Over the past 15 years, over 200 sustainable arsenic removal systems for affected communities (SARSACs) have been installed and have operated in rural communities of West Bengal, Bihar, Cambodia, Laos and Nepal by several Universities and NGOs (Sarkar et al., 2010, 2012). Over time, these efforts have been assisted and coordinated by A.N. College (Dr. Ashok K. Ghosh, Patna, Bihar); Bengal Engineering Science University (Dr. Anirban Gupta, BESU; Howrah, West Bengal); Institute of Technology in Cambodia (Dr. HUL Seingheng, ITC; Phnom Penh, Cambodia); Technology with a Human Face (Mr. Prasun Sengupta, THF; Kolkata, West Bengal); Rural Water Supply and Sanitation Project in Western Nepal (Guneshwar Prasad Mahato; Nepal) and the Tagore-SenGupta Foundation (Dr. Arup K. SenGupta, TSF; Pennsylvania, USA). Commercial systems in the USA provide safe water to over 300,000 people using HAIX technology. Additional HAIX-based treatment has provided safe water to people in several other countries. HAIX has also been used for tertiary waste-water treatment (e.g., phosphate), uranium removal, and industrial waste clean-up (e.g., Fukushima Nuclear Reactor in Japan).
Past efforts pushed by governmental and non-governmental organizations (NGOs) in South Asia have often not had appropriate feedback cycles for ensuring long-term use. Countless arsenic systems have had technical or social failures within one year of installation with no consequences for the responsible party (Hossain et al., 2005). The regular operational expenses of any water treatment system are not negligible and are often the reason systems become dysfunctional. But, with proper technology and enough number of users, a system’s operational expenses are borne by the water consumers. If the treatment company and community are financially committed to safe water production they are more likely to operate it properly: both the water treatment company and the community should earn profit based on the volume of water purchases to incentivize long-term system use. In the past, THF required a local water committee of male and female water consumers to observe and oversee new arsenic treatment system use. The water committee was responsible for maintaining the satisfaction of the local community who is paying a small water tariff. To meet the user’s demands, a caretaker was hired through the water tariff whom is responsible for managing the treatment system and bank account per the instructions of the water committee. Strong financial obligations through a seller-buyer relationship between the caretaker-community of a quality health product are seen as more powerful forces than voluntary behavioural suggestions for the masses from absent organizations that the community doesn’t trust. This latter behaviour has been common amongst failed water treatment schemes by NGOs and governments. Utilizing the local trust in community members and businesses, a water franchisee is able to increase safe water access by meeting the people in their situation to maximize his/her own profits. Generating revenue and maintaining local employment through safe water sales creates much greater benefit than subsidizing water bottles for families.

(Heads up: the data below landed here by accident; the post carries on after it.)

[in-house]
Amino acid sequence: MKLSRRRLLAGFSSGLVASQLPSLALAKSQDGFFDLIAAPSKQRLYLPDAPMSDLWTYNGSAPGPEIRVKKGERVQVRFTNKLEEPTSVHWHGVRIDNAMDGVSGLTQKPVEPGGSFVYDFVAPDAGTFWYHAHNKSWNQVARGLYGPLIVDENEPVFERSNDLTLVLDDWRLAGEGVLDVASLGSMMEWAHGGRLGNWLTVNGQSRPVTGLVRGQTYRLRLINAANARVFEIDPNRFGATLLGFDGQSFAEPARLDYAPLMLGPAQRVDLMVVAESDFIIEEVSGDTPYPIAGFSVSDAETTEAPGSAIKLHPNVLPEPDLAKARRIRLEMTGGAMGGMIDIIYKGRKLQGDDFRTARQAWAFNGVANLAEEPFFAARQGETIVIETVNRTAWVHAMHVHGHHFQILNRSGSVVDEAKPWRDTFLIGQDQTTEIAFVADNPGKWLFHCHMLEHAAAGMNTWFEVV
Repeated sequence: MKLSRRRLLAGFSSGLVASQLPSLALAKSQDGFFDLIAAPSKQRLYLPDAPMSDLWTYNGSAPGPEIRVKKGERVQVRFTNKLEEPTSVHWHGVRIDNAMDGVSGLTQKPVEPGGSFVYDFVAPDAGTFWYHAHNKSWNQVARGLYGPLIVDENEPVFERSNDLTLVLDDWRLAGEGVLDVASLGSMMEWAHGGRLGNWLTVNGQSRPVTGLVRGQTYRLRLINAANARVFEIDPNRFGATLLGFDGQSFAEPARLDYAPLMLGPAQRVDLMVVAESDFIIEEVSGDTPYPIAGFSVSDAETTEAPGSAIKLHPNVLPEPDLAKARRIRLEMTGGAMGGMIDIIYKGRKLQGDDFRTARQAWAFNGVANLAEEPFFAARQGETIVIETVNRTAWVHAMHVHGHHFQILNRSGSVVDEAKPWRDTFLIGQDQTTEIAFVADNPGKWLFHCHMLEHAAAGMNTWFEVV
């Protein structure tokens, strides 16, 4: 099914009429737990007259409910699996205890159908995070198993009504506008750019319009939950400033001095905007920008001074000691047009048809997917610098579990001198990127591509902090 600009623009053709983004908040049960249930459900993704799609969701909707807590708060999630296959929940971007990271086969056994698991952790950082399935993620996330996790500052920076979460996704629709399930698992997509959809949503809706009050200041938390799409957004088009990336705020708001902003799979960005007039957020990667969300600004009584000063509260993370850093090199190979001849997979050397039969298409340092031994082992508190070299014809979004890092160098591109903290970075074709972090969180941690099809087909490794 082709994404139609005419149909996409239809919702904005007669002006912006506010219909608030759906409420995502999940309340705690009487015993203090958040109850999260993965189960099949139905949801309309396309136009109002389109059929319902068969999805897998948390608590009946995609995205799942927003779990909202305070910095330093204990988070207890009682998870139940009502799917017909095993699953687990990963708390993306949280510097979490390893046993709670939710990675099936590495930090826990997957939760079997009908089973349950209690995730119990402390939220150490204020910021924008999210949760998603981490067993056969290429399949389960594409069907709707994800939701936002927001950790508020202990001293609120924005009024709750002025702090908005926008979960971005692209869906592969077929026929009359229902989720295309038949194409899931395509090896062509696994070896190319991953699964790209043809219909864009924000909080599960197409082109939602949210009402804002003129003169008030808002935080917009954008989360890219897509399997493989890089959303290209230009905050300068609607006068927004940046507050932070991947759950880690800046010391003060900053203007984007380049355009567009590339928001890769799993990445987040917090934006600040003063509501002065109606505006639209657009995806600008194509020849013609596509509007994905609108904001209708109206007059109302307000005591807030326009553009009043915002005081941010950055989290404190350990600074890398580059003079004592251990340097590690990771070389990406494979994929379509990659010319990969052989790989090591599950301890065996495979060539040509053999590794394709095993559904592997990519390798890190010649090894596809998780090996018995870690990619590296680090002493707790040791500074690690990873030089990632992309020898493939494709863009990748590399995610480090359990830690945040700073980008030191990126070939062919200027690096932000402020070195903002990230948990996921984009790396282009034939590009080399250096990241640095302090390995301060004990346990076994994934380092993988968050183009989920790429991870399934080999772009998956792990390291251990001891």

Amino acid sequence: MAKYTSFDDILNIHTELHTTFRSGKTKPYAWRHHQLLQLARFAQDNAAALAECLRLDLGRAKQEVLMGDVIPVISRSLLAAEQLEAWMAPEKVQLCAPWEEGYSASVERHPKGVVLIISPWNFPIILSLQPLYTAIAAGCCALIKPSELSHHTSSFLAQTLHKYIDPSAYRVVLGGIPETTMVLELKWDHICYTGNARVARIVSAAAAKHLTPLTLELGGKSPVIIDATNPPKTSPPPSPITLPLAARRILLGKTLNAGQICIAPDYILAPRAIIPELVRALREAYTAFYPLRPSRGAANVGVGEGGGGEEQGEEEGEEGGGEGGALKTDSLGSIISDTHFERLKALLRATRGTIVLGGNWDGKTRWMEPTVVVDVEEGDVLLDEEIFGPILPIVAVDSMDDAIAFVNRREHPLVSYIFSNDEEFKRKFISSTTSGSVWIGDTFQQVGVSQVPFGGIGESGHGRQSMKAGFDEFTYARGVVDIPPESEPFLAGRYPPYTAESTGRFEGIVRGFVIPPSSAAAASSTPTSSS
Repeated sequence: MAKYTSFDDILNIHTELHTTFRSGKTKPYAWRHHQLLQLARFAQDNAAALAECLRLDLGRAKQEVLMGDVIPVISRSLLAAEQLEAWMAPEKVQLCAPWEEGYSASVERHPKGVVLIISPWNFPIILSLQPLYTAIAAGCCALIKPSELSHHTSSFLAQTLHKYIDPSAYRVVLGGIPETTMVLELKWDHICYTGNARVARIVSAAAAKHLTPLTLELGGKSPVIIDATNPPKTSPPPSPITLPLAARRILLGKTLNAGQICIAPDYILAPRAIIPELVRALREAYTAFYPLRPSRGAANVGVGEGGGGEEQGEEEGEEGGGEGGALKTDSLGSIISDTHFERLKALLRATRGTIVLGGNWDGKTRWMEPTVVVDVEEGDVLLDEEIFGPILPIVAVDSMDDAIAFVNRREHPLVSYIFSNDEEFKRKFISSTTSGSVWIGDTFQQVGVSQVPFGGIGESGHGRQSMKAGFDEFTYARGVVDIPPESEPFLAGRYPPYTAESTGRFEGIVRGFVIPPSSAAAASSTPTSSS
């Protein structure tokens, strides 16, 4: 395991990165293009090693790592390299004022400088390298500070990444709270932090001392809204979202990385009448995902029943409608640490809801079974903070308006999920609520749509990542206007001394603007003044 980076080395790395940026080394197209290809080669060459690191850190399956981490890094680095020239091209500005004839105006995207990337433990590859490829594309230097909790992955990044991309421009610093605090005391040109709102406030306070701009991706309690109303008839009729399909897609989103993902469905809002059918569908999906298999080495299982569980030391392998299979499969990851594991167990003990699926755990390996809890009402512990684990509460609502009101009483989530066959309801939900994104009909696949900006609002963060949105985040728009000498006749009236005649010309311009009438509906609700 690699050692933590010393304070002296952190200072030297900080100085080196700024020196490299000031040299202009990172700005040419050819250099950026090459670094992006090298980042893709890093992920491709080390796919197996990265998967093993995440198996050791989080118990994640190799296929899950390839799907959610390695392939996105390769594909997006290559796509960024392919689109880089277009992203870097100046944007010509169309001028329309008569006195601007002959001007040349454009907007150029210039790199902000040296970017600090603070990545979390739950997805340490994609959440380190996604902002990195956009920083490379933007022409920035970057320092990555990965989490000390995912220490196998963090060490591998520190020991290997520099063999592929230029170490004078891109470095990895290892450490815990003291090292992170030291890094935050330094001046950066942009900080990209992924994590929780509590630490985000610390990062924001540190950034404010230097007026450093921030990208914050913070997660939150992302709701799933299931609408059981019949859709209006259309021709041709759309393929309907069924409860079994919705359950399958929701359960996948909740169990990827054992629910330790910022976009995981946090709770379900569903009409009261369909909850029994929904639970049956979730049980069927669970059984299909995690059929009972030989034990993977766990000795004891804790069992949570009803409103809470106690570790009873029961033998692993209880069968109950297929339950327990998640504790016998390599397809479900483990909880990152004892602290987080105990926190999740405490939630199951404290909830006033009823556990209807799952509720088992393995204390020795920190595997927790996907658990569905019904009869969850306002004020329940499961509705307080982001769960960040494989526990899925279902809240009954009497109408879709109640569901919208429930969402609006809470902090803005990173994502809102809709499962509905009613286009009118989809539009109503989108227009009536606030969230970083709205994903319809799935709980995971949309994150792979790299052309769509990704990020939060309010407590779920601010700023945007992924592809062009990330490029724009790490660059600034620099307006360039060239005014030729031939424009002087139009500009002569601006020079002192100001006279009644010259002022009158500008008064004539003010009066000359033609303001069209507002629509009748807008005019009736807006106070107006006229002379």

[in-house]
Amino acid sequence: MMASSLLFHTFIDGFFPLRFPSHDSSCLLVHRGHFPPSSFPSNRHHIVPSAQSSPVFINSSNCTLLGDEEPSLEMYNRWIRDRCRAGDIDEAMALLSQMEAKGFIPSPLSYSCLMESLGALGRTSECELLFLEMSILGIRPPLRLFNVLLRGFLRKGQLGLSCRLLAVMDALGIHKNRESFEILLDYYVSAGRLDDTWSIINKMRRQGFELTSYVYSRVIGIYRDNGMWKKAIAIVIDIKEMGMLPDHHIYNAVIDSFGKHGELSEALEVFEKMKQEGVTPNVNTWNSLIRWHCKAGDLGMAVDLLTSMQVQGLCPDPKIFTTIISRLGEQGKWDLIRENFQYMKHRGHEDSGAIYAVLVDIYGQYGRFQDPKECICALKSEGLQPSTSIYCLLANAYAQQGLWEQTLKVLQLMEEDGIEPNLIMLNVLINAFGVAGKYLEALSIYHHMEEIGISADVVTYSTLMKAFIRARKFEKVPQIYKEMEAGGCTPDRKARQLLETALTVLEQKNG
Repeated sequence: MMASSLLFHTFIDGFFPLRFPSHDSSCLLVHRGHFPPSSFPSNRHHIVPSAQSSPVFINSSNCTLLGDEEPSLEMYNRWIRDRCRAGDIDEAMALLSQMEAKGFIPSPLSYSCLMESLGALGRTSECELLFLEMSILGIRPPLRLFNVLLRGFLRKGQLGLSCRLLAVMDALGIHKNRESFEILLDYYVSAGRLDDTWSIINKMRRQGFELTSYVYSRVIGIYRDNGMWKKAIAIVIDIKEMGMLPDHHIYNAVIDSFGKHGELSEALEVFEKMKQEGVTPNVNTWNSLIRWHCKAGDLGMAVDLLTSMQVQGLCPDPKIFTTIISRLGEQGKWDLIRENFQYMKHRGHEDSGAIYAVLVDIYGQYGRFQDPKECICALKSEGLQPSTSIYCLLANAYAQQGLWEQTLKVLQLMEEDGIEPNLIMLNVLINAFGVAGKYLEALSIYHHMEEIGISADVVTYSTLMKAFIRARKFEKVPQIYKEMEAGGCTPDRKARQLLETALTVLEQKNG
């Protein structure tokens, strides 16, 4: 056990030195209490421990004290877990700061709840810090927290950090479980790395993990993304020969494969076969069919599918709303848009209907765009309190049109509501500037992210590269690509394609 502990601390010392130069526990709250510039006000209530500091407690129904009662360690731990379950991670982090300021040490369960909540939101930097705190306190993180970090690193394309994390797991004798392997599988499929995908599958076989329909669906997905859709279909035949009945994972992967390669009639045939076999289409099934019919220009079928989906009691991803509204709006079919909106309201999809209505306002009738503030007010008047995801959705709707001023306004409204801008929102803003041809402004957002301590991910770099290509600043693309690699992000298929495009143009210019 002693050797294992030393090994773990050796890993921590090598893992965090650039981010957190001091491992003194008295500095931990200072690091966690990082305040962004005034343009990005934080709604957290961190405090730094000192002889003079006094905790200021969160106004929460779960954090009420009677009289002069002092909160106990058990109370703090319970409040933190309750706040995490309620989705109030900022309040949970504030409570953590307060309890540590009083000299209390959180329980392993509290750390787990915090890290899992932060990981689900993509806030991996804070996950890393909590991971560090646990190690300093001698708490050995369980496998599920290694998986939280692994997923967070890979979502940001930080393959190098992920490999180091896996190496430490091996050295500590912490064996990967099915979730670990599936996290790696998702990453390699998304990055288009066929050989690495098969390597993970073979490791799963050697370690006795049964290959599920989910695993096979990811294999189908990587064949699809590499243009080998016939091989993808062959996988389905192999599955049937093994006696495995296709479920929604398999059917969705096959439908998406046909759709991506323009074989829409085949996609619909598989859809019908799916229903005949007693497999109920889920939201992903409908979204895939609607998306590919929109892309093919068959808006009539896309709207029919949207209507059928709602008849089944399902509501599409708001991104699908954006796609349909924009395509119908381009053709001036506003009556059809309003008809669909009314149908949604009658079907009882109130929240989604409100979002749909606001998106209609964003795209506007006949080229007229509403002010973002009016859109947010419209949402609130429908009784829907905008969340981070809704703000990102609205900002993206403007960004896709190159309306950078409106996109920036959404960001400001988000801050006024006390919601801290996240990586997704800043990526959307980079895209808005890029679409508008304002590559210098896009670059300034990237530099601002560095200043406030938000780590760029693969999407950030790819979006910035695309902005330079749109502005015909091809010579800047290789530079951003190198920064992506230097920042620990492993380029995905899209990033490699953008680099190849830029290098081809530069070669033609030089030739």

- The easy-to-operate system provides safe drinking water through use of a resin-based regenerable adsorbent that can be started or stopped with no real time lag. Whereas current solutions use Reverse Osmosis (RO) technology that wastes 40-60% of input water, THF plants wastes only 1% of water.
- Improved health outcomes due to access to clean water (households no longer at risk for cholera, diarrhea, arsenicosis, and other water-borne diseases).
- Productivity and economic gains through time savings (women particularly spend 2-5 hours a day procuring water on a daily basis, valuable time that could be spent in school or engaging in income-generating activities).
concept of "sarsac" operation
Through this arsenic mitigation technology, we have been able to transform the health crisis into a revenue generating business while drinking safe water.
~ Sakti Sadhana Club Member (Ashoknagar, West Bengal, India)